Friday 12th July 2013
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The New Zealand dollar is heading for a 2.1 percent weekly gain against the greenback after the local currency jumped to a three-week high yesterday when investors reassessed whether the US Federal Reserve will start slowing down its money printing programme.
The kiwi rose as high as 79.68 US cents this week, trading at 78.68 cents at 5pm in Wellington from 78.33 cents at 8am and 79.52 cents yesterday. It started the week at 77.05 cents. The trade-weighted index fell to 74.57 at 5pm from 75.10 yesterday, and is almost unchanged from 74.59 at the start of the week.
A BusinessDesk survey of 10 traders and strategists on Monday predicted the local currency may trade between 75 US cents and 79 cents this week, with a lower bias. Eight expected the kiwi to end the week lower and two picked a rise.
Traders are digesting Fed chairman Ben Bernanke's comments on Wednesday in Massachusetts that the US economy still needs "highly accommodative monetary policy for the foreseeable future". That initially sparked a sell-off in the greenback as investors dialled back their expectations the Fed will start unwinding its US$85 billion asset purchase programme as early as September, though that's been tempered in the latest trading session.
"There are going to be hiccups in the tapering story, that's what we got yesterday," said Imre Speizer, market strategist at Westpac Banking Corp in Auckland. "Tapering is coming, and that's going to be negative for the kiwi."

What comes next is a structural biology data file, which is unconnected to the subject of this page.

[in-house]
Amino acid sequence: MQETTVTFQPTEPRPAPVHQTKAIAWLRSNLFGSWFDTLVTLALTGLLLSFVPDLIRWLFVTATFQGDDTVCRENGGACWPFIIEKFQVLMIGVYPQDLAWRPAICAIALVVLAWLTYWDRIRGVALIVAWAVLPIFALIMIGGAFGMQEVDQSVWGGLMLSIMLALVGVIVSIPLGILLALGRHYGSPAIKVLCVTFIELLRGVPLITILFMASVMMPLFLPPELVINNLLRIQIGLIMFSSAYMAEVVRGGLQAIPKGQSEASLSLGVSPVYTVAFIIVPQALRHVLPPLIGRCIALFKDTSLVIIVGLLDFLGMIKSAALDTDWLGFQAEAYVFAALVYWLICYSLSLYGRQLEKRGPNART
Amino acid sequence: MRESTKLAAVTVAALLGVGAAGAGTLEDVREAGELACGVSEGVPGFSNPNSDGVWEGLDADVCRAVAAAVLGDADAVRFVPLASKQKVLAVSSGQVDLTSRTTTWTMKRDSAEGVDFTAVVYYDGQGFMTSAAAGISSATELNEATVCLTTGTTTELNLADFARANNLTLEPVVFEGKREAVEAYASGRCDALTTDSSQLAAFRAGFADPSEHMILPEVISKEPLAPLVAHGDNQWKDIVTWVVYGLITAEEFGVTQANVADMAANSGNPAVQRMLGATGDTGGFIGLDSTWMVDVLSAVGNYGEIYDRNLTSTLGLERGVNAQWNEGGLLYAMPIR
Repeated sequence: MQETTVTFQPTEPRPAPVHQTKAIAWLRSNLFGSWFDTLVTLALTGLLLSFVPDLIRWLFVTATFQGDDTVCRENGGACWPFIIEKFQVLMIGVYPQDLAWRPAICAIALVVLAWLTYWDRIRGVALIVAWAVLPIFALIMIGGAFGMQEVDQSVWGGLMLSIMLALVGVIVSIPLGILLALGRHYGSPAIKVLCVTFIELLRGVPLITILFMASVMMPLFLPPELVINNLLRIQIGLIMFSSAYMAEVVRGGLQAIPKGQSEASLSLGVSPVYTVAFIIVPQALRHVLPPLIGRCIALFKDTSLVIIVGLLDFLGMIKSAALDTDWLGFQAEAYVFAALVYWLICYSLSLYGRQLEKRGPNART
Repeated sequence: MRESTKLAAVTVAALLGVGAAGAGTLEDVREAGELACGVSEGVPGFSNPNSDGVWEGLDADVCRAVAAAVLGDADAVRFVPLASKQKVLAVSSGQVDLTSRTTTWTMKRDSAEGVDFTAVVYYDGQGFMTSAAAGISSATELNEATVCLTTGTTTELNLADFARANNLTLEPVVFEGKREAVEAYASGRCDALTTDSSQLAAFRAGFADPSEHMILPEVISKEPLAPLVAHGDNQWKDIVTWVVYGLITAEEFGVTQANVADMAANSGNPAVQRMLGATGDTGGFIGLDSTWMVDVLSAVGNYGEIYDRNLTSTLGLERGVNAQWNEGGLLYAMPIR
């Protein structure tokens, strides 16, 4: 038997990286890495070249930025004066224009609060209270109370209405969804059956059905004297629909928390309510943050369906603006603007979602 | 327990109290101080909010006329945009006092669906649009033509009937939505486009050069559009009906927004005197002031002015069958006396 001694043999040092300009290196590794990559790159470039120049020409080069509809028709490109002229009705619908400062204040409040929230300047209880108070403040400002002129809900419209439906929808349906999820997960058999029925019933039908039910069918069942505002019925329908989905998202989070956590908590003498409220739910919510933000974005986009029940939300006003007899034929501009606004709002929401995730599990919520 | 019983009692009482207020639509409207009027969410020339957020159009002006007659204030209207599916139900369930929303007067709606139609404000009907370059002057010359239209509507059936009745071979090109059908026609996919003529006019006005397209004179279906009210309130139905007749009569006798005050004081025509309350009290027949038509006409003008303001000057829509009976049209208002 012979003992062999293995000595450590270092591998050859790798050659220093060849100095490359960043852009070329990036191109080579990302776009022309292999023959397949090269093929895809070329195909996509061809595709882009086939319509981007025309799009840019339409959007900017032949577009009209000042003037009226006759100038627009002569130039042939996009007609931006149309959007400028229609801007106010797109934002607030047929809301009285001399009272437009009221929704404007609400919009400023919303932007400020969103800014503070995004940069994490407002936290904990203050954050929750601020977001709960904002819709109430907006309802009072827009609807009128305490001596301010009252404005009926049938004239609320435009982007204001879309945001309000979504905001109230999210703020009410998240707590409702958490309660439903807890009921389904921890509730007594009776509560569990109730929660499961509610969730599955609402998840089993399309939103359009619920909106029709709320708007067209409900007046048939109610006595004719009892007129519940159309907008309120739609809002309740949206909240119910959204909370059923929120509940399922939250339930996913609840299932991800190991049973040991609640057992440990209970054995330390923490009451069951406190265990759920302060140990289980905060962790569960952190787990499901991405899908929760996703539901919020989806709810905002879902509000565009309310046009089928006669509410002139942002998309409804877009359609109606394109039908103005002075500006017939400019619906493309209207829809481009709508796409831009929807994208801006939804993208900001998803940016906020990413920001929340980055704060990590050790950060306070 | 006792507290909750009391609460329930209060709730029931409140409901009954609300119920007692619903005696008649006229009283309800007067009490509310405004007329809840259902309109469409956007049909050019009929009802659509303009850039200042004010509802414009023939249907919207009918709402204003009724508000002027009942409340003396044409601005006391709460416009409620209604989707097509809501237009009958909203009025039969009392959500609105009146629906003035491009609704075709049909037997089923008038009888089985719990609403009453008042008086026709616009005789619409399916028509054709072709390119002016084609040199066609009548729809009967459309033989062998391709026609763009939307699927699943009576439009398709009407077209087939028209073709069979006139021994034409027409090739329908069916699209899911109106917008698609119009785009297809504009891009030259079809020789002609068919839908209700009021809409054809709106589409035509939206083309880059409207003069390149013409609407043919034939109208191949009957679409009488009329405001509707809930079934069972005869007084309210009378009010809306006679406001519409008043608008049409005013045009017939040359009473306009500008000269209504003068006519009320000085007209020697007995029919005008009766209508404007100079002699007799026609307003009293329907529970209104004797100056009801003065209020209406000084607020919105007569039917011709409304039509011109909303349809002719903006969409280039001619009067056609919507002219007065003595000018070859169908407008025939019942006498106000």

Because investors are now warier about pricing in the wind-down in quantitative easing, the kiwi may rise to as much as 82 US cents in the next couple of weeks, but after that it will resume its downtrend, Speizer said.
Traders have pared back their bets on rate hikes by New Zealand's Reserve Bank, pricing in 47 basis points of increases over the coming 12 months according to the Overnight Index Swap curve, compared to 69 points at the start of the week.
In Northern Hemisphere trading, investors will be watching for comments on the future path of monetary stimulus from Fed officials John Williams, James Bullard and Charles Plosser.
The New Zealand dollar fell to 77.89 yen from 78.50 yen yesterday, and was little changed at 85.68 Australian cents from 85.64 cents. The kiwi dollar declined to 60.11 euro cents from 60.55 cents yesterday and gained to 51.87 British pence from 52.48 pence.
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